New York's bike share program is barely a month old, and users are already developing ways to communicate faulty equipment to each other -- and to the city.
Call it an emergent social norm in the New York bike share community. Nobody likes to check out a bike only to find a flat tire or wonky gears. So people have taken to turning the bike seats backwards as an easily identifiable warning to fellow riders something is amiss.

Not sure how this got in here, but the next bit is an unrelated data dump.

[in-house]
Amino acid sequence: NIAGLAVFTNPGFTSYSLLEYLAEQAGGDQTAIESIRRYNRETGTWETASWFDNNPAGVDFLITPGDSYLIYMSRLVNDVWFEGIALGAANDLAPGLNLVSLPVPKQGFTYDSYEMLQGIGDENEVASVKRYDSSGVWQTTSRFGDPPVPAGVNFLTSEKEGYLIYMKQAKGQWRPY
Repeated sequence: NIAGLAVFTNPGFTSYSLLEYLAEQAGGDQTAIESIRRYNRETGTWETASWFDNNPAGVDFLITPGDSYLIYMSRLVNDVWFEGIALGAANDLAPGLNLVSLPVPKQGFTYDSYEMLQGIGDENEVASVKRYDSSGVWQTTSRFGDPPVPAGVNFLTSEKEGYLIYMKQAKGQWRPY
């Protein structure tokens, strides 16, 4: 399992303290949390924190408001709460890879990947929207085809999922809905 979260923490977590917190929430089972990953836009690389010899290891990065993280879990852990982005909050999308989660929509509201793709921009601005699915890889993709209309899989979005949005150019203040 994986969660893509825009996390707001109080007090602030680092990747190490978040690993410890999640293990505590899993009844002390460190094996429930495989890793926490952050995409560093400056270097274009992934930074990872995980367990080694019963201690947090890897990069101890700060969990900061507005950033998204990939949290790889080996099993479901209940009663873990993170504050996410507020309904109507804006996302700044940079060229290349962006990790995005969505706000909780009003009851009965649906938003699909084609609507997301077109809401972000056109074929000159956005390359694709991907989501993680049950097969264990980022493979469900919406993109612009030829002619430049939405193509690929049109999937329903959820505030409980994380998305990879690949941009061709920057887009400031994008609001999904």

And it has the city's stamp of approval.
"It is something that's done in other cities," said NYC Department of Transportation commissioner Janette Sadik-Khan. "It's part of the lore that's getting passed along. We think it's helpful when New Yorkers help us manage the system better...and if New Yorkers can help pinpoint the problem, so much the better."